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Lecture 2

SOCI 2P11 Lecture Notes - Lecture 2: Symbolic Interactionism, Juvenile Delinquency, Social Sciences Citation Index


Department
Sociology
Course Code
SOCI 2P11
Professor
Dennis Wall
Lecture
2

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SOCI2P11 D2 LEC02
Monday, September 17 Logic of social research: Theory and practice
Readings: Neuman/Robson, chapters 1 & 2
Seminars: Topic selection, research statement, and review of literature
Annotated Bibliography
1. What is an annotated bibliography?
An annotated bibliography gives an account of the research that has been done on a given topic
An annotated bibliography is an alphabetical list of research sources
An annotated bibliography provides a concise summary of each source and some assessment of
its value or relevance
An annotated bibliography should be considered one stage in a larger research project
2. Selecting the sources
3. Summarizing the argument of a source:
An annotation biliography
Finding scholarly journal articles
1. Decide on a research topic
2. Use the library database of electronic journals for locating periodical articles about your topic:
i. Go to library home page from the Brock website
ii. Under “Quick links” selection “library”
iii. Select “Research” and then “Databases”
iv. Scroll down and select “Sociology”
v. Select the database, e.g. “Scholars Portal E-Journals”, “Social Sciences Citation Index
“Sociological Abstracts”, etc.
vi. Select the date range and other relevant information
vii. Conduct a search using specific keywords or key phrases, e.g.
ethnic AND (social) mobility AND Canada
attitudes AND marijuana AND Canada
gender stereotyping AND magazines

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alienation AND work
women AND obesity
date rape
viii. download the articles find 8 relevant ones
ix. create the reference according to APA style
x. write a concise annotation for each of your 8 sources being sure to include the relevant
information.
Data Collection Techniques and Time Dimension
1. Experiments laboratories and natural settings
-examples:
i.- labs
ii.- breaching experiments (natural setting)
iii.- elevator studies conformity / those who deviate
2. Surveys
i.--Cross-sectional Surveys (point-in-time)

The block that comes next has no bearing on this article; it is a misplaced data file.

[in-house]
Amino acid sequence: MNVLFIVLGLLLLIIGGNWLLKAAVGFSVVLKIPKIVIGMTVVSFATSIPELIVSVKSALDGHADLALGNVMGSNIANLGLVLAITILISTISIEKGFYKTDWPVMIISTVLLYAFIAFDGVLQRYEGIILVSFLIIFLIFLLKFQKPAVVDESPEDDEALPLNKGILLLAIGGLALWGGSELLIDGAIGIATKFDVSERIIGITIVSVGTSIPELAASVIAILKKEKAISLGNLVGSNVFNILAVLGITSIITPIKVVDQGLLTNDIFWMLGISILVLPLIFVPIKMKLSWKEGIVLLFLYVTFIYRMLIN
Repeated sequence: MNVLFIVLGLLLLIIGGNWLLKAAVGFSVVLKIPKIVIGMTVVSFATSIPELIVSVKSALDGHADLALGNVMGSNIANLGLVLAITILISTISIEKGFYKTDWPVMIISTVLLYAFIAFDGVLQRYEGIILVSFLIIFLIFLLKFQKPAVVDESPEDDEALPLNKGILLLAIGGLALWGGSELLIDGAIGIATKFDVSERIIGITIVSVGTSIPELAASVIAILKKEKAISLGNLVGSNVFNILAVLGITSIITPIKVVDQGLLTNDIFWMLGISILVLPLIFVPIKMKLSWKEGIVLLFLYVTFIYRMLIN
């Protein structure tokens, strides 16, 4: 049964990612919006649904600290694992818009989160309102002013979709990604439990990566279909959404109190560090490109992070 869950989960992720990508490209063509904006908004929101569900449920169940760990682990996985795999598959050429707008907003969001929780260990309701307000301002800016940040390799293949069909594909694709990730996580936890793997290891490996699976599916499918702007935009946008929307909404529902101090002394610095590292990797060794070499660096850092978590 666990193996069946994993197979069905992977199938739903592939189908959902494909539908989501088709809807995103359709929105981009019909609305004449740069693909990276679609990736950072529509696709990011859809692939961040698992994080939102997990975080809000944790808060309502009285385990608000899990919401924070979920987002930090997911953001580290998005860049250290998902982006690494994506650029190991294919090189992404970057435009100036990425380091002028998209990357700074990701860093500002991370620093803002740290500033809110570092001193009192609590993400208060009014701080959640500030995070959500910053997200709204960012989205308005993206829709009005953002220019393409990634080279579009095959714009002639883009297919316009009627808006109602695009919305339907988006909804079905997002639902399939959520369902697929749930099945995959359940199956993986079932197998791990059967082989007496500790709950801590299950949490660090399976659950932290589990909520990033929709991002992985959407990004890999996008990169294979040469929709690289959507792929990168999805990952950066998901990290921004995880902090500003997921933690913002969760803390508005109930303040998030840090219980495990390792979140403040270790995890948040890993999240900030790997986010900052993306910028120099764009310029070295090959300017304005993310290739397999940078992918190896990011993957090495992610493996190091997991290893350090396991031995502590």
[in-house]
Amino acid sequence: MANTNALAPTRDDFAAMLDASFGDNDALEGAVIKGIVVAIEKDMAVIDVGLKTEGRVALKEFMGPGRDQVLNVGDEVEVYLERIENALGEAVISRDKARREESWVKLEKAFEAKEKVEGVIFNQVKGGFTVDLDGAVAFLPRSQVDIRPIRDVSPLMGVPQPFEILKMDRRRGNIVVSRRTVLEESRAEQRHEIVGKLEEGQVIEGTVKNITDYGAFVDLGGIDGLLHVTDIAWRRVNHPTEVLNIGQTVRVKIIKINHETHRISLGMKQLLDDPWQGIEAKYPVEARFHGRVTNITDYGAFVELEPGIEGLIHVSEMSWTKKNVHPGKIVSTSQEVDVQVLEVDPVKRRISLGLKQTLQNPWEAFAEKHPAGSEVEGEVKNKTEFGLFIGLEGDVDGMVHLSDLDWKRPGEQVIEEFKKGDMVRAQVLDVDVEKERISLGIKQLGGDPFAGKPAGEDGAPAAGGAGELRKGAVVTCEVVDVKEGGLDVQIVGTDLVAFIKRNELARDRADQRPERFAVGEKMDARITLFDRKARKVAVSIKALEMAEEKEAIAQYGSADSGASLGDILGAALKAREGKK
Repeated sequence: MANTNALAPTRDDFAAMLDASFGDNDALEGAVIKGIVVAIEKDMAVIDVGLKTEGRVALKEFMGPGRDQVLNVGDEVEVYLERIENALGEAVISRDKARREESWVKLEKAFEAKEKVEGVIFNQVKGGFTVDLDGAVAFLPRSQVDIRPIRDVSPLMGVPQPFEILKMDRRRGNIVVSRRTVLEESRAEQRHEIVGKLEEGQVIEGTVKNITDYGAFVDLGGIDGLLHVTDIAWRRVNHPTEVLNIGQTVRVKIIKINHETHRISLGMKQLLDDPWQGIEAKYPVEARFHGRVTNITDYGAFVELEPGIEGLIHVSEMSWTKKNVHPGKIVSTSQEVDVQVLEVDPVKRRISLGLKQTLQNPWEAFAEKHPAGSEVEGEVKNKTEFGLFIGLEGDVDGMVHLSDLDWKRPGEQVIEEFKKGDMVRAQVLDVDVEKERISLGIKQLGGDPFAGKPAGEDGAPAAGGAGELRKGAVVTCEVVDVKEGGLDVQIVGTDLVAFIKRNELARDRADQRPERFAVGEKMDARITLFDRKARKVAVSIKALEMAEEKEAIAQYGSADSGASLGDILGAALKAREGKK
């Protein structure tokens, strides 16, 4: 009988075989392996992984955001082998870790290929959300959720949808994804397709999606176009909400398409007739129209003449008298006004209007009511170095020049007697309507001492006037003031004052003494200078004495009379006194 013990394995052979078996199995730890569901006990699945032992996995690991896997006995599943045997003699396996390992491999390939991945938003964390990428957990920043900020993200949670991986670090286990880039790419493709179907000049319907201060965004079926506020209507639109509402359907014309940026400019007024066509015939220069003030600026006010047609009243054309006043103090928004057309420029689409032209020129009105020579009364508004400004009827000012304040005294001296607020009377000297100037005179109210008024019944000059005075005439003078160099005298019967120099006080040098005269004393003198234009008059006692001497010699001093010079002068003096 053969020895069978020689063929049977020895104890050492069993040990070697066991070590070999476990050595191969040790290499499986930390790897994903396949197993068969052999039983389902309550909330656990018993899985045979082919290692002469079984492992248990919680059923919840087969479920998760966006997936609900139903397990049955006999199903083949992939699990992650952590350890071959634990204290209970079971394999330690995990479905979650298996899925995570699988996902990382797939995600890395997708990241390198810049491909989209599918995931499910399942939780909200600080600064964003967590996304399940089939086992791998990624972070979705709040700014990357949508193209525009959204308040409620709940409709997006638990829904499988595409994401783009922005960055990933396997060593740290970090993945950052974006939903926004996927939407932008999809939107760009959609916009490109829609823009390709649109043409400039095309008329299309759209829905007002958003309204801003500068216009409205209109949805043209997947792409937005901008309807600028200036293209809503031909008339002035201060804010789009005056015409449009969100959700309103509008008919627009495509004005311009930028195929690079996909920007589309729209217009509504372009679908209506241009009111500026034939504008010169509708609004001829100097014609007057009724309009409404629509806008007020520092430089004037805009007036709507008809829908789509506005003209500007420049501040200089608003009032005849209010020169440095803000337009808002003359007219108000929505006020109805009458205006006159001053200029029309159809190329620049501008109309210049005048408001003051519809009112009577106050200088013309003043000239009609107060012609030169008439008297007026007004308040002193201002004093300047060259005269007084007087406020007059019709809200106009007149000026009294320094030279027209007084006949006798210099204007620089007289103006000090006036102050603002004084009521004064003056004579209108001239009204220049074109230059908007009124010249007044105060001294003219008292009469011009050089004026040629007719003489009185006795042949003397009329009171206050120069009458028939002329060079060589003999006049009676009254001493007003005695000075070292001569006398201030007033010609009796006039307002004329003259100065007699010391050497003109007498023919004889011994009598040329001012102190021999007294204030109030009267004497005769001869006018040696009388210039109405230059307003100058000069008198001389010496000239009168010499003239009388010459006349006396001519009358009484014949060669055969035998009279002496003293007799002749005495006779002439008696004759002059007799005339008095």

- most common; cheapest; take the least amount of time
- non-experimental
- tries to describe reality
- public research elections, etc.
- situation is not manipulated
ii.--Longitudinal Surveys (repeated point-in-time)
· cohort (group)
- focus is on categories of similarities
· panel study (“life course study”)
- researching the same people, group, organization, etc. at multiple time
points
· time series
- gathering the same type of information at two or more time periods
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Summary of three types of longitudinal surveys:
cohort study: people identifying as member of a particular group at particular
points in time
panel study: same group or people / different times / follow them
time series: issue-based / different people / different times
3. Content Analysis
- systematically examining information or content in written or symbolic material
- can compare between two different items (e.g. two different magazines)
4. Existing Statistics
- government reports or previously conducted surveys and statistics (e.g. census)
- cheapest; most efficient way
- access to Statistics Canada
Key assumptions and characteristics of sociological writing
- individualist argument
- human nature argument (nature intended for women to do housework)
- society argument
Sociological evidence:
i.- quantitative data are based on surveys, censuses, and statistics
ii.- qualitative data comes from participant observation, in-depth
interviews, data and texts, as well as from the researcher's own impressions and
reactions
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